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PORT MORESBY, Papua New Guinea (The National, May 30) – Lack of progress on microeconomic and institutional reform under Papua New Guinea’s Somare Government places at risk Treasury’s forecast 4 percent economic growth rate, according to an Australian economist.

Writing in the latest edition of the Pacific Economic Bulletin, Roderick Duncan of Charles Sturt University, said Government spending had increased rapidly in recent budgets and was vulnerable to downturns in commodity prices.

"The Treasury talks about fiscal discipline, but there was not much evidence of discipline in recent budgets," he said.

"In per capita GDP (gross domestic product) terms, the PNG economy was no more productive than it was in 2001."

Mr Duncan said "while there was fiscal discipline in the early years of the Somare Government, in 2005 and 2006 expenditures rose as fast as, or even faster than, revenues."

While acknowledging Government success on the macroeconomic front, Mr Duncan was critical of other policy areas. Among them:

*The K2.4 billion in ‘windfall gains expenditure’ for 2006 and 2007. This was described as "unprogrammed, free money" that provided a basis for ‘a perfect storm of misappropriation’;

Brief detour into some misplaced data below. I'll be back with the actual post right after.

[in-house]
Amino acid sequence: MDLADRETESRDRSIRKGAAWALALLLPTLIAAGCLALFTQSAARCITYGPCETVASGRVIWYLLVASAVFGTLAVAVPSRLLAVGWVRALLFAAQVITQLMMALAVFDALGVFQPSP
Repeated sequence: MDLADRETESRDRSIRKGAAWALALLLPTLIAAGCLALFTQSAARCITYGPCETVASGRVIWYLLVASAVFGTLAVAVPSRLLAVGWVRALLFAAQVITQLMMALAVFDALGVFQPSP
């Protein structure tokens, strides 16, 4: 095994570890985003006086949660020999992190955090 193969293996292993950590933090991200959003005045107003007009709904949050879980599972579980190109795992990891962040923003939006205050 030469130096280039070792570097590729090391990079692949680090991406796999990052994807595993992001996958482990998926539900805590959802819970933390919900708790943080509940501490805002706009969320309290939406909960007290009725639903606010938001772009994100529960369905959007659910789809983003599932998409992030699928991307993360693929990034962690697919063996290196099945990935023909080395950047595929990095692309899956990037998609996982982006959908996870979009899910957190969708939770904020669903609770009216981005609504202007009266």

*The 2007 budget reveals few new plans to address the problems of PNG institutions and infrastructure;

*Increases in tariffs on some imported foodstuff ‘was obviously a retrograde step in providing protection to a few manufacturers at the expense of consumers’;

*The wisdom of allocating K130 million [US$44.5 million] from windfall gains to State-owned enterprises ‘must be open to serious question – given the low rates of return that these enterprises usually make’;

*There was no evidence of improving productivity due to actions of the Government.

Mr Duncan said the high levels of corruption and significant law and order difficulties meant that future foreign and domestic investment would be concentrated in the resources sector and of little value to the majority of Papua New Guineans.

He expressed concern at the K2.4 billion [US$822 million] in additional spending, adding that it was doubtful the public sector had the capacity to properly spend or administer this money.

"Given the risk of misappropriation, a better use would be to buy down the public debt or to otherwise tie up the money for future years," he said.

Mr Duncan also suggested that calculations of PNG’s gross domestic product were fraught with uncertainty.

He said there were problems in assessing data beyond Government revenues and expenditures and the output of the mining and export industries.

"However, what confidence can we have about the measurement of economic output or market transactions in the Highlands?"

Further, he said calculation of per capita income figures were also problematic since there was no agreement on how fast the population was growing with the World Bank placing the figure at 2 percent and the International Monetary Fund at 3.1 percent.

The World Bank figure suggests per capita incomes have been growing since 2003, while the IMF figure suggests incomes only stopped shrinking in 2005.

Mr Duncan said the best estimate was that "there had been zero or negative growth in real GDP per capita since the Somare Government came into power".

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